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Figure 2: (a) Right inferior parathyroid of 2.7 cm × 1.0 cm. (b) Encapsulated lesion consisting of main cells without atypia in nests and pseudoglandular formations, diagnosis of parathyroid adenoma (H and E, ×10)

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The patient's postoperative evolution was satisfactory, and she was discharged 24 h later with no complications. The final histopathology described a 2.7 cm × 1.0 cm parathyroid adenoma, weighing 2.2 g [Figure 2]b.

Agreement with our institutional treatment protocol of that moment, for locally-invasive differentiated thyroid cancer, she received adjuvant therapy with 100 mCi of radioactive iodine (RAI), and the posttherapy whole-body scan showed thyroid bed uptake and no RAI-avid regional or distant metastases. By the 4th year of follow-up, she remained disease-free, including an iPTH of 6.99 pg/ml, 1.19 mmol/L (1.12–1.37 mmol/L), undetectable levels of thyroglobulin under LT4 suppression, and negative thyroglobulin antibodies.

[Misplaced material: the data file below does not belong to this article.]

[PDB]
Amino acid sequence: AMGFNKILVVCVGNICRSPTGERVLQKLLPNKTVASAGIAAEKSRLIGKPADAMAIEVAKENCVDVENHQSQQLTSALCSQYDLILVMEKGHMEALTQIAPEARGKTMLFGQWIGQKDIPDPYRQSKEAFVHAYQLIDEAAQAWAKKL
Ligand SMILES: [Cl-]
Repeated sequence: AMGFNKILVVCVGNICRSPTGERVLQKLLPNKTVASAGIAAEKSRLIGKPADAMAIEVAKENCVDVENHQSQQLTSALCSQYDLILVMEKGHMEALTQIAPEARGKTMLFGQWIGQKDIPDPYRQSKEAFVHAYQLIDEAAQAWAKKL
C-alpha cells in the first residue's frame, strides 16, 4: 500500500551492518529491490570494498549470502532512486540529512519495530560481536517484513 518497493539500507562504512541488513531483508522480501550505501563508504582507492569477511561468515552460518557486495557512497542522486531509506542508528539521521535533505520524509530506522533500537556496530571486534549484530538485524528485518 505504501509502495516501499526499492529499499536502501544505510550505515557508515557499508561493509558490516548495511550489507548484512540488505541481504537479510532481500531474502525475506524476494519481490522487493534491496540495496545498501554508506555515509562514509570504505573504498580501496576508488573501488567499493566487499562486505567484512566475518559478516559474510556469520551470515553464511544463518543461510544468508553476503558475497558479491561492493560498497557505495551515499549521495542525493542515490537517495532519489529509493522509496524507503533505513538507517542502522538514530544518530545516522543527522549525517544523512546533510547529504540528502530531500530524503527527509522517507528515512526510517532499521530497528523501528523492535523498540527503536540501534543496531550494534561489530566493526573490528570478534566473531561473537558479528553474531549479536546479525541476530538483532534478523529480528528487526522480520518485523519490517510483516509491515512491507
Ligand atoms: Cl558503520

Discussion Top

Parathyroid gland surgery is a demanding procedure, especially in patients with previous operations of the thyroid compartment. Parathyroidectomy with bilateral neck exploration of the four glands has been the standard of care for the treatment of parathyroid disease. However, with the development of high-resolution ultrasound and nuclear medicine techniques, the surgical paradigm has shifted to that of a limited parathyroid surgery.[4],[5] Minimally invasive parathyroidectomy (MIP) is now the typical treatment for patients with image-localized presumably single-gland PHPT.[5]